Christmas decorations go up on the blog tomorrow. (Or maybe Saturday. Tomorrow's really busy.)

Tuesday, December 9, 2008

Sinfonia synthetica

Jonathan of Dial M thinks he's the last blogger to comment on the YouTube Symphony, but no one gets to the back of a line better than me. Anyway, count me as completely bewildered by the whole thing. First, the idea that they'll build a performance from all the winning submissions is just goofy. Aside from how they'll deal with all the low-quality webcam audio they'll be getting, doesn't this take all the fun out of playing in an orchestra? Kenneth Woods had a great post recently describing how a blind trombonist is able to play in an orchestra because of his great listening skills, but the larger point is that the deepest and best kind of ensemble experience comes more from listening than watching and counting. (As an experienced accompanist, I find watching is needed only in a few specific moments - like during the bows.)

Sadly, it sometimes seems that people look at the process of learning what to listen for as something they shouldn’t have to do. Yes, I suppose one can be good enough to play the notes on the page, count the rests accurately and watch for a cue and do their job, but is that making music? More to the point- do you really just want to be living in a world where your whole universe is your part and the conductor? Playing an instrument is fun, but playing music is more fun…

Yes, I know multi-track recordings are made this way all the time, and I'm not saying that can't be a musical process (here's a terrific recent example; thanks, Elaine). I just don't see how Tan Dun's YouTube Symphony has any special qualities that lend it to the global multi-track approach. Come to think of it, I'm not sure what special qualities this piece actually has. Maybe it's cruel, but watching it reminds me of nothing more than the Frasier episode in which Frasier conducts his own overblown jingle - in each case, the composer/conductor looks a little too pleased with himself, while the musicians look like they're punching time clocks.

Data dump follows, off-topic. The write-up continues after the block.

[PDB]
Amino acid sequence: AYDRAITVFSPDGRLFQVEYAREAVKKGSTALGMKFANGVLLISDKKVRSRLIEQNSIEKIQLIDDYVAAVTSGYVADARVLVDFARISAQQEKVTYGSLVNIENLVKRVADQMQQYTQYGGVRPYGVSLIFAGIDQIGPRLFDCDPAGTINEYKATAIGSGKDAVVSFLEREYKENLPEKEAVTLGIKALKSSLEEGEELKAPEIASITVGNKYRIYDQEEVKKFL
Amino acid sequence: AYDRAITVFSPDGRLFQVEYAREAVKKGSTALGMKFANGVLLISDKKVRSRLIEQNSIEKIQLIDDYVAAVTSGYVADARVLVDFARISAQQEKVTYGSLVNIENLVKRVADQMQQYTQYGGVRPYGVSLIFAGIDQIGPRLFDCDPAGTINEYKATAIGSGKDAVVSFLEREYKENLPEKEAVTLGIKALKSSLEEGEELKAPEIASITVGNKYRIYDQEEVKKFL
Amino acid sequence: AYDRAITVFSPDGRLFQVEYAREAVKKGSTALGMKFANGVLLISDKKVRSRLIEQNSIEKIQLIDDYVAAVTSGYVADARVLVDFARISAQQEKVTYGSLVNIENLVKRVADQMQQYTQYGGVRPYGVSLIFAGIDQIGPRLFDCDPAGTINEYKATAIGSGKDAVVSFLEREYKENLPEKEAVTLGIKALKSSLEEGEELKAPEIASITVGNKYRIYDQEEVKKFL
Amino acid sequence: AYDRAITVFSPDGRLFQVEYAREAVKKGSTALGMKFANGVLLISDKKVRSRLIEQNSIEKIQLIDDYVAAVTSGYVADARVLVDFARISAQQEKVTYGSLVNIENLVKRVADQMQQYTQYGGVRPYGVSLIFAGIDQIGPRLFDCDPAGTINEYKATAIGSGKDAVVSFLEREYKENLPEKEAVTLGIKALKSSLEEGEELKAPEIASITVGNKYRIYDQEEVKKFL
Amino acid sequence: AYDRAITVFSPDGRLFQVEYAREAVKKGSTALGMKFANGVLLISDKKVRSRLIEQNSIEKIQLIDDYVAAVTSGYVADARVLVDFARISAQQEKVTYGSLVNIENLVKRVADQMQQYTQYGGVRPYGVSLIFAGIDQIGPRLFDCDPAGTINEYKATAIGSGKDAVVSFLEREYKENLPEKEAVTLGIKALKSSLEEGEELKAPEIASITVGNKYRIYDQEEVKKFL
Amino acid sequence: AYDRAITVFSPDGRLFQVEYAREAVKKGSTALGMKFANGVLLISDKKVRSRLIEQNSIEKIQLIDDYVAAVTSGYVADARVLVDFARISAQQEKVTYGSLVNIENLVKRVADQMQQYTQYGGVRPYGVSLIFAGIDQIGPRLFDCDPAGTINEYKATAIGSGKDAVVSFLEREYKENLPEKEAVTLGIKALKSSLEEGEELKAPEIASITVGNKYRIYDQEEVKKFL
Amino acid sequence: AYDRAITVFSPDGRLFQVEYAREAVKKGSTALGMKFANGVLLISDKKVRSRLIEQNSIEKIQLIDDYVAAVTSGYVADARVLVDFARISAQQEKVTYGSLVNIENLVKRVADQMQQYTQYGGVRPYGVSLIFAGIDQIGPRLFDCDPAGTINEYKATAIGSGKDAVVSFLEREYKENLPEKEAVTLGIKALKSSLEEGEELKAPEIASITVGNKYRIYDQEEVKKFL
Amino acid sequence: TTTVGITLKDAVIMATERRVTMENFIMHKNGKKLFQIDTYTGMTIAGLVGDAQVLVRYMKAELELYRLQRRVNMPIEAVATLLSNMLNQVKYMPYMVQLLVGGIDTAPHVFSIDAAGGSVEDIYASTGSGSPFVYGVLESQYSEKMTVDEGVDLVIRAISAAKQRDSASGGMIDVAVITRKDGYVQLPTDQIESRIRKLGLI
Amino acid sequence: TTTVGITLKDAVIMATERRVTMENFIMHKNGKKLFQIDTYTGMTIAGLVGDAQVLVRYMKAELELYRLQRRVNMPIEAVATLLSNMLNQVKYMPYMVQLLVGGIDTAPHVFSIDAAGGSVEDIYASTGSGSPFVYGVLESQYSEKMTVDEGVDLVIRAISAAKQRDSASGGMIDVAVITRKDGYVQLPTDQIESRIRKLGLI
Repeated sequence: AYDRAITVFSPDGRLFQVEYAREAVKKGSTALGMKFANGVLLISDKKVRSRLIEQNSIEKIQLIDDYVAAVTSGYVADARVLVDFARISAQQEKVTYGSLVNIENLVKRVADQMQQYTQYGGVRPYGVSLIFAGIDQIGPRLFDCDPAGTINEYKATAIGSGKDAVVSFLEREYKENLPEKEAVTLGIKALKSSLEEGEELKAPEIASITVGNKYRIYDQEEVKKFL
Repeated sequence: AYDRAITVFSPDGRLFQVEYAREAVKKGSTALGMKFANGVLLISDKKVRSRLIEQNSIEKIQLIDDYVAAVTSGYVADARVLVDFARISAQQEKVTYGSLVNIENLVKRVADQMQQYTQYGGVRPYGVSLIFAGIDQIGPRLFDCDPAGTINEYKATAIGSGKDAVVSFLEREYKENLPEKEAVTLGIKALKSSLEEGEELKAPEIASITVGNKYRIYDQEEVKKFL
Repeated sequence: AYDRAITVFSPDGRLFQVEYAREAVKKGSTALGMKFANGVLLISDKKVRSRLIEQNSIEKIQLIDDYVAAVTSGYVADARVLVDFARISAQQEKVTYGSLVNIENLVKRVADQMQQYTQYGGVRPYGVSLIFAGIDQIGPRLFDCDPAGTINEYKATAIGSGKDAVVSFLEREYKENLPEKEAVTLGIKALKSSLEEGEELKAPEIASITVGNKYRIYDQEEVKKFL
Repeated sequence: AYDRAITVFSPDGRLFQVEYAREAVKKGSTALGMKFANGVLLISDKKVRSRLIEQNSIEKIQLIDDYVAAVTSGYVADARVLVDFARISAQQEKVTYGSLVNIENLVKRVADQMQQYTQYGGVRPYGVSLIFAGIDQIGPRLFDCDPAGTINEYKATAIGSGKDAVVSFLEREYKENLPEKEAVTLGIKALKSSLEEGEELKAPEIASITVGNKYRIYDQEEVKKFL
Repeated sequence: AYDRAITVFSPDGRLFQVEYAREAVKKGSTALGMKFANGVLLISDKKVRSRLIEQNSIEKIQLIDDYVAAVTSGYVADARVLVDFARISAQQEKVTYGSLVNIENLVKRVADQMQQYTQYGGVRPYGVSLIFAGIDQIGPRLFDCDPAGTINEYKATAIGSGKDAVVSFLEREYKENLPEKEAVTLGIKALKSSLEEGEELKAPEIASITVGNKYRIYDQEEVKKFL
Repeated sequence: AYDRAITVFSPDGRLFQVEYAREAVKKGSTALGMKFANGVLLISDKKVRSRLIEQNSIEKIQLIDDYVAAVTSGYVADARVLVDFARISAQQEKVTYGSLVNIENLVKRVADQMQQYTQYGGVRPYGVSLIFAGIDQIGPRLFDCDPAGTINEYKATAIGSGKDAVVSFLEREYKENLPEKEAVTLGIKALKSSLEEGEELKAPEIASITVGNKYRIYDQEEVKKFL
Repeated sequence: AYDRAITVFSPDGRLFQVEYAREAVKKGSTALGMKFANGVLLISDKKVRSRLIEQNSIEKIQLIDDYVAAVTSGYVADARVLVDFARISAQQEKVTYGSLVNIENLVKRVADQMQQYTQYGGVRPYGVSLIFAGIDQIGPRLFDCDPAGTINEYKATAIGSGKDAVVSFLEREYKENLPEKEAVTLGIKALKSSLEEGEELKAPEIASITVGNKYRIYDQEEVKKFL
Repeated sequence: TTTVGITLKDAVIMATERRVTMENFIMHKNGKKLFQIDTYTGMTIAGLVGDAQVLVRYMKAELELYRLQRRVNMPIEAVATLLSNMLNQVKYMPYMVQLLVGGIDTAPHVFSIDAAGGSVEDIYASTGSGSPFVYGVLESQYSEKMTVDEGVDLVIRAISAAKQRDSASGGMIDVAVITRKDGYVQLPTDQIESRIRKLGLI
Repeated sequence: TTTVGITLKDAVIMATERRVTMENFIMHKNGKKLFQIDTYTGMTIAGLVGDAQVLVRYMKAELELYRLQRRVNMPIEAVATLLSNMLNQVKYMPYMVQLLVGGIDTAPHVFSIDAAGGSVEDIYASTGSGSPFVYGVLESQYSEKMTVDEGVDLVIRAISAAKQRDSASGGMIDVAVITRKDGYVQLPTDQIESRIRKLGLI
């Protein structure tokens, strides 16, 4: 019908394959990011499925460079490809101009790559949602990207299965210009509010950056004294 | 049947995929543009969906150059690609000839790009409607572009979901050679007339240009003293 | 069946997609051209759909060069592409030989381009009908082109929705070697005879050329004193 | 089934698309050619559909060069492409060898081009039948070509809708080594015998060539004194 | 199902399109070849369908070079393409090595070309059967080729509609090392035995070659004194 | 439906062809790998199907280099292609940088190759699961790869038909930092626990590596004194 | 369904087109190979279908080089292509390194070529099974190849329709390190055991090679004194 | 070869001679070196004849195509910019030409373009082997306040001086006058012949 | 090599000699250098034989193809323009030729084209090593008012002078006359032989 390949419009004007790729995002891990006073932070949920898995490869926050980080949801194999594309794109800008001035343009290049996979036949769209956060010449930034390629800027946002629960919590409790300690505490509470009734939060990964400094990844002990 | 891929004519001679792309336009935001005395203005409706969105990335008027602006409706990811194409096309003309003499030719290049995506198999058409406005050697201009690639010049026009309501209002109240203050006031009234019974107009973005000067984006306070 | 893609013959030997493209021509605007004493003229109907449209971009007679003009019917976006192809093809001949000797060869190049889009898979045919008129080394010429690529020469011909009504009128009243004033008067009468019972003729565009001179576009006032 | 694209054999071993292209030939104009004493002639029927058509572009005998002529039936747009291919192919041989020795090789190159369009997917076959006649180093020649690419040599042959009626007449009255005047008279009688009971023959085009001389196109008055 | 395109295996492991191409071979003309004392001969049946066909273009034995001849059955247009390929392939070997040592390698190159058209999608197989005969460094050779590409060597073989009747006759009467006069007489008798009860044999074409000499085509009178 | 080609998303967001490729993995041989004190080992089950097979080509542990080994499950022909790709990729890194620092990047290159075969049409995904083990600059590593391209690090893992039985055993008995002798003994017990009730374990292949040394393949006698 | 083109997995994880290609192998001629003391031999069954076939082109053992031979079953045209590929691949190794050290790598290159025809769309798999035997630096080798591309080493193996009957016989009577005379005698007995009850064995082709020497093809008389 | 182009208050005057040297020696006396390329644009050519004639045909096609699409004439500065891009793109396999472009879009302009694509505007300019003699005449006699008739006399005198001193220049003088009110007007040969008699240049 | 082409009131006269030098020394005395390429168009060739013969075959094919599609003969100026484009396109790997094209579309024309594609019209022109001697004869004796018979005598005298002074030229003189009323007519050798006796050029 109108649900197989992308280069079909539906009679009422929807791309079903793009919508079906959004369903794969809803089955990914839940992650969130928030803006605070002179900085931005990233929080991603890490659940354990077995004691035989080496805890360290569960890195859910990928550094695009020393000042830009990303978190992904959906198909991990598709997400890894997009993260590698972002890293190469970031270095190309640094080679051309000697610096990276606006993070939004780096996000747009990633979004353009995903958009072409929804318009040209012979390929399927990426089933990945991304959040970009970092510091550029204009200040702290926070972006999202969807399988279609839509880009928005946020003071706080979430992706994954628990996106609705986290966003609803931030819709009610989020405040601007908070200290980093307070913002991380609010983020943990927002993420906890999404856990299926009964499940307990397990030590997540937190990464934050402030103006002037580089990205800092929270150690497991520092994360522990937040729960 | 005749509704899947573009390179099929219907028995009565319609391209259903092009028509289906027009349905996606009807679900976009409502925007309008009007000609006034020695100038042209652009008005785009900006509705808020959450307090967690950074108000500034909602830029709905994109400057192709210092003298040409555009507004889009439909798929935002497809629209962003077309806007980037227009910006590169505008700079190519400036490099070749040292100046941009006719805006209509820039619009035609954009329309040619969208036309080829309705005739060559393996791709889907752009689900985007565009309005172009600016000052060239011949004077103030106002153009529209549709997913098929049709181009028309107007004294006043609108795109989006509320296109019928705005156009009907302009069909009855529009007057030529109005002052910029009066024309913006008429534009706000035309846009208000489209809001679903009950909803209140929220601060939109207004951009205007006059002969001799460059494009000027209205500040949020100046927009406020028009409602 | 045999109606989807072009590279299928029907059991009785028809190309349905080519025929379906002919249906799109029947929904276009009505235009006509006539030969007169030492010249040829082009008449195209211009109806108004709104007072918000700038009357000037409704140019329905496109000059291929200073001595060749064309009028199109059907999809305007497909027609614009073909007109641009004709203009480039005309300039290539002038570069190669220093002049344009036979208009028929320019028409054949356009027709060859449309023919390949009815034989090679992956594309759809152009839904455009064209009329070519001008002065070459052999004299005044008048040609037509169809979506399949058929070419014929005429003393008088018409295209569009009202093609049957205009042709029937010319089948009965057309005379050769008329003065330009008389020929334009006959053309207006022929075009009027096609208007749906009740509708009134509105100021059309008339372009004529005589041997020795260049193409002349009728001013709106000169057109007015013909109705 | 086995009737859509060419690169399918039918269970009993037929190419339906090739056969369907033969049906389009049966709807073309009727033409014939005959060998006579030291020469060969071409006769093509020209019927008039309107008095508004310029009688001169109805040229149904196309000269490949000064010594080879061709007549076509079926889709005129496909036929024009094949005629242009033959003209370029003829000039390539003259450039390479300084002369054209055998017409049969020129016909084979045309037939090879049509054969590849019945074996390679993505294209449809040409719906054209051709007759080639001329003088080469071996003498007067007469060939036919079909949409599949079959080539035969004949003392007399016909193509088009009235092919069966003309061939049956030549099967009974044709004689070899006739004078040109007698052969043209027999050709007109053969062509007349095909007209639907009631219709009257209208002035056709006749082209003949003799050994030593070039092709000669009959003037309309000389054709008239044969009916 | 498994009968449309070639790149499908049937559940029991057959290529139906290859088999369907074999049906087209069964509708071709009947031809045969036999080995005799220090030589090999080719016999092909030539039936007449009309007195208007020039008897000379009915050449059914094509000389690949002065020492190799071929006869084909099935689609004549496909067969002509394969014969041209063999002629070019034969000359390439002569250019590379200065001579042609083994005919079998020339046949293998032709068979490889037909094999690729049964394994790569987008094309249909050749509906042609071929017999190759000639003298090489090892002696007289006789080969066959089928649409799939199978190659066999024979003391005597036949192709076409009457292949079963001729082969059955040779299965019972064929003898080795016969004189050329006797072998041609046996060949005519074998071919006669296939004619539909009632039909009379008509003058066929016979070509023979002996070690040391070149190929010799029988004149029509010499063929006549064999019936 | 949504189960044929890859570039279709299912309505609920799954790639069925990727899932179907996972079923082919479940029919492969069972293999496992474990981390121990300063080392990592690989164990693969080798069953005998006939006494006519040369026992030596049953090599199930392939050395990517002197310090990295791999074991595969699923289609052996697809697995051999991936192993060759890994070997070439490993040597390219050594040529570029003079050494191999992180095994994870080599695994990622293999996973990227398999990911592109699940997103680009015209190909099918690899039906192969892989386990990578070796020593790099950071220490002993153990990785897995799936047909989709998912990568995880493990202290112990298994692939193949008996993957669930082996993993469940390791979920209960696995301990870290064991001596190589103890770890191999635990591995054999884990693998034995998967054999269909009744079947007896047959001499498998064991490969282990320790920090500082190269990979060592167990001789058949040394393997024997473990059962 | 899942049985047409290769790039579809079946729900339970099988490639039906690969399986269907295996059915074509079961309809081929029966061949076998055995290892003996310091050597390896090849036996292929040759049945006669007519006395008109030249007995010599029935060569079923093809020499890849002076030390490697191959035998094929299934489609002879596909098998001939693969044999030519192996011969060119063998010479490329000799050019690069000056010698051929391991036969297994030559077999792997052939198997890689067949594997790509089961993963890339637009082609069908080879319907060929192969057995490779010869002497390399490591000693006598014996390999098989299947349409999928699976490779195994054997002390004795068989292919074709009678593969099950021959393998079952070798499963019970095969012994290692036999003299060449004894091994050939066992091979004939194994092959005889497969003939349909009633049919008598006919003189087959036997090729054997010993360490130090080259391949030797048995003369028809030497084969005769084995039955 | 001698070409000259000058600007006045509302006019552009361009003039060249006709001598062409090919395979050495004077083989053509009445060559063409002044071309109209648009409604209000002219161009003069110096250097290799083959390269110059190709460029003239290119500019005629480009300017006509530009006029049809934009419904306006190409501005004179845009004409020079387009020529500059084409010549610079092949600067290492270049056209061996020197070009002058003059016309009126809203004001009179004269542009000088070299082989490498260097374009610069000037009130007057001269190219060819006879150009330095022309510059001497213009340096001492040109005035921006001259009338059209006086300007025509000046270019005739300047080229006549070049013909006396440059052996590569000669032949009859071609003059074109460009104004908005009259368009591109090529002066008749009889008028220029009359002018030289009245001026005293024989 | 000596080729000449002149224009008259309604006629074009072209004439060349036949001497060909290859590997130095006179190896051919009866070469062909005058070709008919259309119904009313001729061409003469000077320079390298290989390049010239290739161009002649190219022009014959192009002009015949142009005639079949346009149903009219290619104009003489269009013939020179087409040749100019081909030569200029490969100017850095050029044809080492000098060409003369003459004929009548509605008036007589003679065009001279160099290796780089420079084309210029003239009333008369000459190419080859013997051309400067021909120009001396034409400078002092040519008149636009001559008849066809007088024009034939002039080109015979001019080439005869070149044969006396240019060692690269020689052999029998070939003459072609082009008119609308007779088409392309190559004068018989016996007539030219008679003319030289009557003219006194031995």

[Compare 1:27 of Frasier to just about any moment in the Tan Dun.]

For that special masochist in your life...

Another musical offering from J. Peterman:



[click pic to enlarge]

Monday, December 8, 2008

Le sacre du Peterman


On the advice of my therapist, I'm not prepared to say yet why I ended up imagining my weekend trip to the BSO as a page from the J. Peterman catalog. But I did. [See also: Peterman sells Schubert.]

More Rite Stuff: The Rose of Spring, The Rite of Springfield, The Rite of Springtone, Too good to be true

Monday, December 1, 2008

They're back...

Having a little trouble getting caught up from all the work I didn't do over Thanksgiving Break, but we might as well get December off to a proper start by bringing this back. Let's get those total YouTube views up over 1000, shall we? (We're at 993 now, so it's not too long a trip.) Useful for family singalongs and those music history review sessions that are just around the corner. Without further ado (since I'm about to be late for rehearsal):


Read about last year's minor (very minor) Christmas miracle.